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How Online Searches Fuel Tech Support Scams

Scammers use fake ads to target customers seeking product help

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En español | When Gus Carcione, a 75-year-old man who lives in San Jose, California, saw an unusual charge on his Visa account for Amazon Prime, he did a quick Google search for Amazon's phone number, then called customer service. And just like that, Carcione stepped into a snare set up by crooks.

His call was quickly answered, and he was told the charge could easily be removed — he just needed to confirm his credit card number by reading it back. Then he was asked for his Social Security number, “just so we can confirm your identity.” When Carcione balked, he was given an alternative: Buy some Google Play gift cards for $150 and read them the codes off the back. He'd then be reimbursed for that amount, and the original charge would be removed from his account. He did that but was told the transfer failed. It was only when he returned to the store for more gift cards that a clerk warned him he was being scammed.

Carcione's mistake is all too easy to make. When he Googled customer service for Amazon Prime, he hadn't looked closely at the search results. He used one of many fake numbers that pop up in customer service searches for companies like Amazon, as well as for airlines, hotel chains, technical support for major email companies and others.

Crooks pay for carefully worded ads engineered to be at the top when certain phrases are searched. Search engine companies root out fake numbers as fast as they can. But according to law enforcement experts — and growing numbers of people who have called AARP — they remain visible long enough to hook lots of victims.

"Scammers will buy and place fake ads that often elude the filters for the online search engines,” says Colorado Attorney General Phil Weiser (D). “When people are searching for customer service numbers, they are in a hurry and quickly scan for the first phone number they see.” Google representatives did not return AARP's calls for comment.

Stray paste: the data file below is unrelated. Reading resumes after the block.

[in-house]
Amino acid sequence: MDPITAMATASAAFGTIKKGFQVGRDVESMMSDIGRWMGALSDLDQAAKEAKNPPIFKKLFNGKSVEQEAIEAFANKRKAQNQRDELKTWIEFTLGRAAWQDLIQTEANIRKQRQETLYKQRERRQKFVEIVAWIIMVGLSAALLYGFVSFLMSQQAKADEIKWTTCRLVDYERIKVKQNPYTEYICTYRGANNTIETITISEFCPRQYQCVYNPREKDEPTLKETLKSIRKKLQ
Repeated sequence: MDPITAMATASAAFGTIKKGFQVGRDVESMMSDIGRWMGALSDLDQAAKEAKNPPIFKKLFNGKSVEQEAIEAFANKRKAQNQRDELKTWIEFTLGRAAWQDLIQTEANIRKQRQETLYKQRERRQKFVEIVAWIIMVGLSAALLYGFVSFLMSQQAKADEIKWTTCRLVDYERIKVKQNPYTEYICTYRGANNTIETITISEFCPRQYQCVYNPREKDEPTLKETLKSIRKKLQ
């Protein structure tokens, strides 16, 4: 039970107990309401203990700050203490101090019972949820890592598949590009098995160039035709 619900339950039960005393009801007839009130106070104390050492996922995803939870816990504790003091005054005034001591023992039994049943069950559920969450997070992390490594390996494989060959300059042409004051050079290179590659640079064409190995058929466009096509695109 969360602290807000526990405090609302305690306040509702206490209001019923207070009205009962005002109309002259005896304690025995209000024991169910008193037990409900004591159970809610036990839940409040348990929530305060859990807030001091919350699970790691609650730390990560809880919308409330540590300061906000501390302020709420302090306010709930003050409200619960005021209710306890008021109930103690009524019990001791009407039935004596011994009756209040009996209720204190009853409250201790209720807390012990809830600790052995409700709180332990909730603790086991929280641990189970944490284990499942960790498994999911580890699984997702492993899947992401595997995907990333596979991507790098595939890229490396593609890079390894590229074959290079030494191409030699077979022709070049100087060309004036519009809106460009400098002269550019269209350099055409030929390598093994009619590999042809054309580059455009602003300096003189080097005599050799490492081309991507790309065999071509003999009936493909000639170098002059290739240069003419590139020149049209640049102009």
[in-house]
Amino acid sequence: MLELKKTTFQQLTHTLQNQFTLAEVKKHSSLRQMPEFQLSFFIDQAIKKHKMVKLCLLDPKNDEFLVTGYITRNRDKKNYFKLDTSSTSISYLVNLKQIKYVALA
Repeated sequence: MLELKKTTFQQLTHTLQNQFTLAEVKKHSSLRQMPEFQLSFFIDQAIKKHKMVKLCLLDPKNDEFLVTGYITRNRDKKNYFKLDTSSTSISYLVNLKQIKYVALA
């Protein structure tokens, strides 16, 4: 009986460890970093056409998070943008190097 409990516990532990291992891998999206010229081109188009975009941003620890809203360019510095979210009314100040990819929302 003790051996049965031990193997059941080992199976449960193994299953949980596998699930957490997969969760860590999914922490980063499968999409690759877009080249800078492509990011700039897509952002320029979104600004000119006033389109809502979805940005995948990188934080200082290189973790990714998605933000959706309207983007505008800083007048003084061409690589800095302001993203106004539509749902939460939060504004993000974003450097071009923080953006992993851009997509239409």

Voice-search devices such as Apple's Siri and Amazon's Alexa can give you the fake numbers of scammers, too, Weiser says.

Here are some examples of people who have called AARP's Fraud Watch Network helpline in recent weeks:

  • A 55-year-old man from Connecticut was victimized into buying $1,000 worth of gift cards after he searched for Amazon customer support.
  • A 69-year-old man from Houston searched for United Airlines to book a flight to Las Vegas. He ended up purchasing a $1,200 ticket by using gift cards — then a second one after being told the first transaction failed.
  • A 65-year-old man from the Bronx, New York, said his wife was scammed out of $4,000 after calling what she thought was technical support to fix her iPhone. “She was traumatized by the ordeal,” the man says. Amy Nofziger, AARP's director of fraud victim support, says she has seen a huge uptick in customer service scams over the summer. “With phone books now obsolete, people are turning to internet searches. Scammers have adapted with this new way to steal,” she says.

How to Spot a Tech Support Scam

5 Tips for Customer Service Searches

1. Go directly to the company's website to find its customer service number.

2. Don't ask devices such as Alexa or Siri to find customer service information.

3. Check the URL for misspellings or other oddities.

4. Never agree to pay for a service that should be free.

5. Don't give anyone remote access to your computer.

AARP’s Fraud Watch Network can help you spot and avoid scams. Sign up for free Watchdog Alerts, review our scam-tracking map, or call our toll-free fraud helpline at 877-908-3360 if you or a loved one suspect you’ve been a victim.

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